The loss of elderhood


“Something has drawn our attention towards expertise and familiarity and comfort and away from mystery, and we’re missing something fundamental about what it means to be human and to be coming to the end of our lives in a way that traces our humanity, that leaves the rumour that it is good to be alive, even still, in the air, that makes of us ​ancestors worth claiming in the times of trouble that are surely coming. And this haunts me still.” — Stephen Jenkinson, Come of Age: The Case for Elderhood in a Time of Trouble (pp. 3-4), North Atlantic Books

We’ve more old people than ever before, but so few elders.

This is the premise of Jenkinson’s extraordinary book.

Why?

In simple terms, because we’ve shunned the past in favour of now. Or more accurately speaking, we’ve laid to rest the tarnished reputation of doing without. More has been and continues to be our sine qua non. Sadly, that doesn’t square (in my book at least) with the values and inherent dignity of elderhood.

Perhaps I’m confused — not for the first time I might add — that the absence of elderhood is at least partially to blame for the neo-capitalist ideal that says if you can have it, then you should have it.

And look where that’s got us…

You see, unlike many other people I know, I can remember a time where there was a direct correlation between age and wisdom. Those days are long gone.

Some say I’m always on a mission and qua elderhood that’s probably right. Not to self-declare myself an elder (…oh, please) but instead to explore and reach out to those people that are willing to speak the truth of their forebears, especially those rooted to the earth. I can’t know in advance of my quest if they still exist but I’ve this strong sense that they’re out there but not necessarily in the places I currently frequent.

And then?

I don’t know, but I’d certainly like to reach into their hearts and understand why it is we’ve lost touch with nature, our soul and so easily fallen under the spell of consumption.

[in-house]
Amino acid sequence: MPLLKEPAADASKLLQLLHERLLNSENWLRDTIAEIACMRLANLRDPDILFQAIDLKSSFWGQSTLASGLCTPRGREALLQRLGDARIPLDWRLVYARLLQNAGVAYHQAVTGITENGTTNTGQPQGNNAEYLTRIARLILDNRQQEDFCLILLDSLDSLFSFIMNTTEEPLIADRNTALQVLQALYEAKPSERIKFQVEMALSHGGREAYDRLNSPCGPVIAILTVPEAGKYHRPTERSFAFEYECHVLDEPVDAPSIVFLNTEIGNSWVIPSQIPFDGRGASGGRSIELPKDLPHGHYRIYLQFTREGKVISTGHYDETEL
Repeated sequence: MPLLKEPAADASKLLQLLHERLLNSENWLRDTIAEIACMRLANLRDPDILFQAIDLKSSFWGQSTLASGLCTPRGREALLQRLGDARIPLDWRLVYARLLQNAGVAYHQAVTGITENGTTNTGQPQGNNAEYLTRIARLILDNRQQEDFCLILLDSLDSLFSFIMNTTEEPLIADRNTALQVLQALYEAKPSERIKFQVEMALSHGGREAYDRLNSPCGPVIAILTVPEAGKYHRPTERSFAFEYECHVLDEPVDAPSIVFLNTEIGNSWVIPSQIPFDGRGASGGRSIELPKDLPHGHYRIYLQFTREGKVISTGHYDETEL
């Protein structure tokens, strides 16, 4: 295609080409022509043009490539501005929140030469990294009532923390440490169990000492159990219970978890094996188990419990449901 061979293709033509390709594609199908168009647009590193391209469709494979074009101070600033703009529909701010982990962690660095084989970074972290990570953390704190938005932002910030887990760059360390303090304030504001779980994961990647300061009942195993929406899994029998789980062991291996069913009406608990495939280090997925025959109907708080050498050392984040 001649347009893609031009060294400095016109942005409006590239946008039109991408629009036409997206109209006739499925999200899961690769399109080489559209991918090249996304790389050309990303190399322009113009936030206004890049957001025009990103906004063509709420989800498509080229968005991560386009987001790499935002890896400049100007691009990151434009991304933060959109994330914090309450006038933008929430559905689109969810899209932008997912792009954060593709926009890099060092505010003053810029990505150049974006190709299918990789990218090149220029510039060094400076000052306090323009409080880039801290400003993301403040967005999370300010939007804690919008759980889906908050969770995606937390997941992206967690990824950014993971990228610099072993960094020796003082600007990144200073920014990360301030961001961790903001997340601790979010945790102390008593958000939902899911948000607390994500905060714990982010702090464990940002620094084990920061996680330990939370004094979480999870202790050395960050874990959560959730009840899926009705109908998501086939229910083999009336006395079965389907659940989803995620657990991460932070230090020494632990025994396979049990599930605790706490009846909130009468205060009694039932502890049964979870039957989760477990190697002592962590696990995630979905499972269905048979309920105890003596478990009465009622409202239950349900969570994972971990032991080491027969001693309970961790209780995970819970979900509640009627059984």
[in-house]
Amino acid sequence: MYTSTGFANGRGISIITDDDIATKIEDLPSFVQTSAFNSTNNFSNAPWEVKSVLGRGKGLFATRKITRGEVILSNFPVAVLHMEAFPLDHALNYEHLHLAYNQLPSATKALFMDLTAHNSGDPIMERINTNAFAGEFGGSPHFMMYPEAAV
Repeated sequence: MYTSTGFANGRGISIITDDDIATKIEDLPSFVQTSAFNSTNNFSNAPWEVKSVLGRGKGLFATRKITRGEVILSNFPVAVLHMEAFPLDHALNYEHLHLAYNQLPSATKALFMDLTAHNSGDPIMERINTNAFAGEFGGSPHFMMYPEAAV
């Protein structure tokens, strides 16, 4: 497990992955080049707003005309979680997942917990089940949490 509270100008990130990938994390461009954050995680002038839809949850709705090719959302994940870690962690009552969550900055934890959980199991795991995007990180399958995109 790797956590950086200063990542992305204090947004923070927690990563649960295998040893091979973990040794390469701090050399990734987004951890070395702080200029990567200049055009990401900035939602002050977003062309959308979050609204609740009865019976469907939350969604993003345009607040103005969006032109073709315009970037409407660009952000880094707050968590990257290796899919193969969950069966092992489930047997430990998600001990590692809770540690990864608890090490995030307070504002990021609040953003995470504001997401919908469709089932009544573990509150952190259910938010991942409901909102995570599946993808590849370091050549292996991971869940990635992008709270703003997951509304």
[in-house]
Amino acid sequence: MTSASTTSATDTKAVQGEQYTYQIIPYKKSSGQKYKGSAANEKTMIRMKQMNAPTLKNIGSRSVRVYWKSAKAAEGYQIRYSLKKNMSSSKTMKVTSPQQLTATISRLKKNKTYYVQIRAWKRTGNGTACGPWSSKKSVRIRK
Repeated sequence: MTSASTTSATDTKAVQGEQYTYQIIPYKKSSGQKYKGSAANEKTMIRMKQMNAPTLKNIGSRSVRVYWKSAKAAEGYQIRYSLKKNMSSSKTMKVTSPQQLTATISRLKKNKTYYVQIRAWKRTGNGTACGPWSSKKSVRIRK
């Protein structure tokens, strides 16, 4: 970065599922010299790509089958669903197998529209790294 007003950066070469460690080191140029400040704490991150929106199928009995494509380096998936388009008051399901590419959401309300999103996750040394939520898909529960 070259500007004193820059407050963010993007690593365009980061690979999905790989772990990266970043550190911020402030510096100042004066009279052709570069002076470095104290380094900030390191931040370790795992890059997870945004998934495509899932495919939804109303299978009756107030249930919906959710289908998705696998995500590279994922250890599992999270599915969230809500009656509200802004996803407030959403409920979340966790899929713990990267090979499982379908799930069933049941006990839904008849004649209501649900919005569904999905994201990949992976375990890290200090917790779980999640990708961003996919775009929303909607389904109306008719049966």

Trust me, this isn’t about me adding to my skill set nor understanding how I make sense of the rest of my life in the face of inter alia the mass destruction of species and the climate emergency. No, I just want to feel that deeper, rooted sense in the hope that I can finally reconnect all body, mind and spirit. The trouble is that having hung out in the business community, and despite my incessant angst with its modus operandi, I think I’ve lost touch with what it means to operate from a place of love. I realise that that’s way off-piste but just imagine it: a world of love. In that space, it’s inconceivable that we’d have built the monolith of industrialisation less still killed billions in the process.

I’m not being misty-eyed, honest. I sincerely believe that if we could find that deep transcendent place that lives deepest in our non-dualistic self that only then would we move beyond the motif of fear that so pervades any sensible discussion of why we’re unwilling to give up on consumerist ways in favour of something restorative of the earth.

In the end, my journey is mine alone but if you value something more than the next economic, spiritual or personal development fix then you too might consider what elders and elderhood can do for you and those you love.

Blessings,

Julian

Photo by Roman Kraft on Unsplash

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